Cooking is fun, messy, and can be very delicious. Gardening is quite rewarding because its fun to watch things grow. Sewing, however, is my main jam! I love making bags, gifts for others, clothes, and so much more. Sewing is definitely my most beloved hobby. However, I was never a fan of quilting. To me, quilting and sewing are two different hobbies. Are you team sewing or quilting?
I never loved making those strip pieced table runners, or small quilts. Too many rules to follow. Too many tiny pieces of fabric to cut. Cutting all of those small pieces to then sew them together again, is my absolute nightmare. But, something wild and crazy happened during this past Fall. A Halloween quilt came to life! I don't remember what planet I was visiting, but I decided to make a quilt. Spoiler alert, I made a Christmas one too. And, I loved every minute of it. It was so fun! Why did I change my mind? Well, I didn't follow a pattern. I did my own thing entirely and loved the process and final result.
If you're not a quilty fan, I beg you to try making a quilt following your own rules. Read along for some easy tips to create your first (or next) quilt. Am I a quilter now? I don't think so. But, I did enjoy making both of the holiday lap throws. As you read, you'll notice more of the Halloween quilt. I took more process photos of that one but, there are some Christmas ones too.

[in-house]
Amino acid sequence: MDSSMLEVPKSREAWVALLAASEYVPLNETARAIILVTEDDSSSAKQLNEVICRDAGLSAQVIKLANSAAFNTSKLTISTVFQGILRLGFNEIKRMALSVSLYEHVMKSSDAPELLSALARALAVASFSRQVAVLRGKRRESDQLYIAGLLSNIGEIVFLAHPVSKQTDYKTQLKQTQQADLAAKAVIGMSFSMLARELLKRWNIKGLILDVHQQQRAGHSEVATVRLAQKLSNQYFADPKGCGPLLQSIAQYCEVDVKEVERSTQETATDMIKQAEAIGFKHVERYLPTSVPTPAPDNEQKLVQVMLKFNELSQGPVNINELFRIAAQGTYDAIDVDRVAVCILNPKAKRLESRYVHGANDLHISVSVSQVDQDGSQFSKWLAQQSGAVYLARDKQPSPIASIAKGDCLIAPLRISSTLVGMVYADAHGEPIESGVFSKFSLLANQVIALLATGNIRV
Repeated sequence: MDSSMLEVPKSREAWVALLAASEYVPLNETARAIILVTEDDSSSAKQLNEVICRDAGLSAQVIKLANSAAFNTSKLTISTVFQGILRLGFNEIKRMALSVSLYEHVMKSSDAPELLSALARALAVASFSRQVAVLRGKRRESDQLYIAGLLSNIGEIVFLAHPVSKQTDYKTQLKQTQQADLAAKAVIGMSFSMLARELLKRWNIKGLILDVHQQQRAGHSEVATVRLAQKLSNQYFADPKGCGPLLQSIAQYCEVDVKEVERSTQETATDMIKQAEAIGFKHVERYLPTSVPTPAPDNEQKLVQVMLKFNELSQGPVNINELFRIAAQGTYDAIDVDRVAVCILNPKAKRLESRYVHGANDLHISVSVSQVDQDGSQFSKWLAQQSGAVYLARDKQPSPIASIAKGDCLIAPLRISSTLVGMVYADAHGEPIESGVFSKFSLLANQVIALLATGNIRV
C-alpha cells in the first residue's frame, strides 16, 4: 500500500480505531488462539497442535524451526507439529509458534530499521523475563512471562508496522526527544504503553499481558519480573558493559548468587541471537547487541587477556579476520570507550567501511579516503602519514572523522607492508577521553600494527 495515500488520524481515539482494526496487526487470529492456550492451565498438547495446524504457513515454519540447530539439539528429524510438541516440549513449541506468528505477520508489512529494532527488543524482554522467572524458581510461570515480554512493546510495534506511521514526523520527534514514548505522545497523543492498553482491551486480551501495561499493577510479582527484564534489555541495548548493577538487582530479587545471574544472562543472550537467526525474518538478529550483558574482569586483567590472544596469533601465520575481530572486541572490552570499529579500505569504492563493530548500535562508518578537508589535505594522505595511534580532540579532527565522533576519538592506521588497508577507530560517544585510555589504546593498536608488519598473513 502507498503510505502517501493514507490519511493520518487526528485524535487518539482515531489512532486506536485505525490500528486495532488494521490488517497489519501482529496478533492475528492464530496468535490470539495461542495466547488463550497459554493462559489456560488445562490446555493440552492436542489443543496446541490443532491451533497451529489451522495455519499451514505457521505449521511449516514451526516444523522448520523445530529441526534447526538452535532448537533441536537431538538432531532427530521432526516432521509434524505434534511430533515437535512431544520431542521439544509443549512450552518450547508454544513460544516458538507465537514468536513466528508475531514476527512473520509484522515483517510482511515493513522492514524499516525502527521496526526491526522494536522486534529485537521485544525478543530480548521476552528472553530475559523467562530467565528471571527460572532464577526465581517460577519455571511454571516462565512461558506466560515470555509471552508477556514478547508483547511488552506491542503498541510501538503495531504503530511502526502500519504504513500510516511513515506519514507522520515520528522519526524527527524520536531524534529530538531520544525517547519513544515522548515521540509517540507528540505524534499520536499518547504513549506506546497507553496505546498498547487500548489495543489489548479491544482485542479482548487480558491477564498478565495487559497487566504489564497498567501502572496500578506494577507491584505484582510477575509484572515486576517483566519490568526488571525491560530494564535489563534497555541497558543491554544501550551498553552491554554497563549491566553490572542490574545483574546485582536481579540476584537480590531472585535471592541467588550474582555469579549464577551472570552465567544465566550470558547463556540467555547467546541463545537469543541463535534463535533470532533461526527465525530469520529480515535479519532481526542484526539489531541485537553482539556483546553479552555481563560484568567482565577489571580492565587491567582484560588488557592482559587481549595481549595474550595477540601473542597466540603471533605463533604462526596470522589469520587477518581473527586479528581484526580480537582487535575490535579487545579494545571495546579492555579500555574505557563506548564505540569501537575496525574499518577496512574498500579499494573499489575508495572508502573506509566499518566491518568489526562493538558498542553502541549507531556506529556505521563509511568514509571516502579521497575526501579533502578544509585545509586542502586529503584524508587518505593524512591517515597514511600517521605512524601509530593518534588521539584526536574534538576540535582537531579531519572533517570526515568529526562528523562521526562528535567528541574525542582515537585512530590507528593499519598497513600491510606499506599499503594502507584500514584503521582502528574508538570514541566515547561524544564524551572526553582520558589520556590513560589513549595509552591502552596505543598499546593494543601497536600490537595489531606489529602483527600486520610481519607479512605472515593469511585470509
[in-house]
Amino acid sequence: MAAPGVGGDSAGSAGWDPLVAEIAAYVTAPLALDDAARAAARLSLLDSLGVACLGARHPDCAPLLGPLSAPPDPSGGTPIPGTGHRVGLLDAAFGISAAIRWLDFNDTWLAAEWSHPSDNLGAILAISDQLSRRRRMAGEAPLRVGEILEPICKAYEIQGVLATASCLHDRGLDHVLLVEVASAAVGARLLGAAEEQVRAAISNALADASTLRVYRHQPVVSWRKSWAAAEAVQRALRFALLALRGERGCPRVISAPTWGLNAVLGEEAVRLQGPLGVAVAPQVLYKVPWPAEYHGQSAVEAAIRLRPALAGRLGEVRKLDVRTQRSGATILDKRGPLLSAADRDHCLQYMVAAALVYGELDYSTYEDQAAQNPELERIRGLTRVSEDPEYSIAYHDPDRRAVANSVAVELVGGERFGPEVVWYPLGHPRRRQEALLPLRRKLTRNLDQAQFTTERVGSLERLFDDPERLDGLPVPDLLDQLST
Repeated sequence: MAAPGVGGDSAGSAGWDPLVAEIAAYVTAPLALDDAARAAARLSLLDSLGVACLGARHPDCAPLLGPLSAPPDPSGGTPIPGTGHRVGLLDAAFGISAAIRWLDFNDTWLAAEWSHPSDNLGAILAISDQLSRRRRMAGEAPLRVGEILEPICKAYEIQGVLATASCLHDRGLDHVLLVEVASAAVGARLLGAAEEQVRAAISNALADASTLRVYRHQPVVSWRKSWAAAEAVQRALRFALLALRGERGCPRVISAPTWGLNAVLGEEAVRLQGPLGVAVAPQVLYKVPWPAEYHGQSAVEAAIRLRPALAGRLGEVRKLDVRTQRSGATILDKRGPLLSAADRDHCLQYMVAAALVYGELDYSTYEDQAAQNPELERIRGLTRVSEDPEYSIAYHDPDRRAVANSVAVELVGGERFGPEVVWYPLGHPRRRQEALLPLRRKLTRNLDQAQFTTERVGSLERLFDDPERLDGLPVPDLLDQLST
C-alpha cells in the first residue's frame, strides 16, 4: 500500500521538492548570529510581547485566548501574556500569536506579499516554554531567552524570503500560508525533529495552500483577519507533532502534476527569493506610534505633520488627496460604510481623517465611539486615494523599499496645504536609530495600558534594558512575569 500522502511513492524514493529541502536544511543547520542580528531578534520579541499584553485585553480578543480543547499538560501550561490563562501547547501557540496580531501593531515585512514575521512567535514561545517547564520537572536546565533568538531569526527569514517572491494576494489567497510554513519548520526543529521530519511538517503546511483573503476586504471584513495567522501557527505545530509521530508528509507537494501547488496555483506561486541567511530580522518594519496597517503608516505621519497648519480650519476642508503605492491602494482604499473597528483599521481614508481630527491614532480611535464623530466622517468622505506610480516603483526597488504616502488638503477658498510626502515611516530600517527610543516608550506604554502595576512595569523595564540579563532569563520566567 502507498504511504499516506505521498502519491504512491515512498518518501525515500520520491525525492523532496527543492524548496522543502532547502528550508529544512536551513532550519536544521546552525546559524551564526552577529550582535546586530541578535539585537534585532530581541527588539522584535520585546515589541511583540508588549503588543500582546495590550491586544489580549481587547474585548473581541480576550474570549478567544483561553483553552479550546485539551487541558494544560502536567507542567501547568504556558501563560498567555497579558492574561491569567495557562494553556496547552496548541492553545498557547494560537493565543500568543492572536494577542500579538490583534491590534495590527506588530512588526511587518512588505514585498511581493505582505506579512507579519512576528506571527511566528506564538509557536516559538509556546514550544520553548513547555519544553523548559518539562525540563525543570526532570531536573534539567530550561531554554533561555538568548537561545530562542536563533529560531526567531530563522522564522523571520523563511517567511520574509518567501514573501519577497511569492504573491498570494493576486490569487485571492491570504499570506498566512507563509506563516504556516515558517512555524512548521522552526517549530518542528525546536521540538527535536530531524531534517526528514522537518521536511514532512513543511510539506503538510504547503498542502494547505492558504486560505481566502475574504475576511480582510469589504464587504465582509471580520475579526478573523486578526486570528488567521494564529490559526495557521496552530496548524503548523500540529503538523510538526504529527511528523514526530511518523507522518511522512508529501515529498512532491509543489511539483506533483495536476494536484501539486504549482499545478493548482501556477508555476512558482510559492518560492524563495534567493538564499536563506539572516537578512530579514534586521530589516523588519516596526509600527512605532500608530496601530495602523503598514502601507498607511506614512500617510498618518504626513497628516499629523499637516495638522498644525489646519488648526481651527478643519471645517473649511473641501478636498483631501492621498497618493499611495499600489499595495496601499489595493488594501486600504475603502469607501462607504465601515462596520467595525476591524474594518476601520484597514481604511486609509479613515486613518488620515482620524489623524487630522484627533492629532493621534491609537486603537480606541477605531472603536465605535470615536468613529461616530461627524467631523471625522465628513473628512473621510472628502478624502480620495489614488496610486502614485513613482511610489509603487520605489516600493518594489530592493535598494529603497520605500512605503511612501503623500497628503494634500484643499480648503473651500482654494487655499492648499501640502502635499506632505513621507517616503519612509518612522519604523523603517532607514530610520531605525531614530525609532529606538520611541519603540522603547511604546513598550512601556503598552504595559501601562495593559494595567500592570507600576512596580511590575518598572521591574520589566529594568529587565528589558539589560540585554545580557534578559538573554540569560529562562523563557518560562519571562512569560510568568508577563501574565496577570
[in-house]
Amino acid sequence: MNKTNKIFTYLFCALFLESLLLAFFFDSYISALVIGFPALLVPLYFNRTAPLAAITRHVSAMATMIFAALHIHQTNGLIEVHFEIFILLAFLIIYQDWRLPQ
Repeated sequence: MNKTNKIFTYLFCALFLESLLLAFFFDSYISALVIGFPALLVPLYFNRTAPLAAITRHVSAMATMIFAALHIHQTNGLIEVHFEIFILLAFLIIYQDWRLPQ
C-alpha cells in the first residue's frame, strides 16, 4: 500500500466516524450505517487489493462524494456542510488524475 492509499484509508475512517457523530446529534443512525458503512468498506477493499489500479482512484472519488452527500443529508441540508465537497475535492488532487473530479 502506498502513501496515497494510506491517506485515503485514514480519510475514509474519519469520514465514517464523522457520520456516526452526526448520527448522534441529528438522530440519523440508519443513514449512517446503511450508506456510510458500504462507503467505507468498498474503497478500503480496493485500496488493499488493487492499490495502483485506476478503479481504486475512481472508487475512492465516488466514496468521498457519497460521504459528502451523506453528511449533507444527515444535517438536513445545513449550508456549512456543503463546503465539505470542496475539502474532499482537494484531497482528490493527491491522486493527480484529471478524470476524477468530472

Disclaimer: I am not a professional quilter. I probably do some cringe-worthy things here but, this is how I made my two quilts. The best part? I didn't want to set them on fire in the process. Sewing is supposed to be fun and not stressful. And, after all, it's just fabric and we all own a seam ripper or two. Let's get quilting!
All The Fabric Pieces
A quilt is a fabric sandwich, more or less. You have a top, which is all the pretty pieces. The middle is the batting layer. The bottom or backing is the fabric on the back. It is usually a solid or printed piece. If you make a larger quilt, you'll need to have a seam or two running along the back.
*For reference, I'm going to use my lap sized quilts I made, which were roughly 4'x6'.
The Magical Layout
This, in my opinion, is the most important part. Yes, crooked seams want to be avoided along with wonky stitching but, the fabrics need to look pretty. So, this step is very important.
Most machines come with a quarter-inch sewing foot, have marks on the machine plate, and some might even have a quilting guide bar. Make use of one or all of these.
After the middle portion is completed and you're standing in shock and awe at the small sized quilt, you might want to make it bigger. I know I did! Ha! I still can't believe how much it shrinks after sewing all the pieces together.
If you'd like to make it bigger, you can sew a few extra strips to add to the sides, top, and bottom. In that order. My Halloween quilt shrank after I sewed the middle area together. I didn't realize how much a tiny 1/4" seam allowance would eat the fabric.
Sewing the Pieces Together
Batting (the middle layer)
Batting is the layer that gets sandwiched between the quilt top and the quilt backing. This is not the fluffy layer your grandma or great-grandma made your baby quilt with. This is a thin layer that has some weight to it. It's easy to sew through and adds heft to your quilt.
**You want to cut your batting piece a few inches bigger than your top and backing pieces because it can shift during quilting.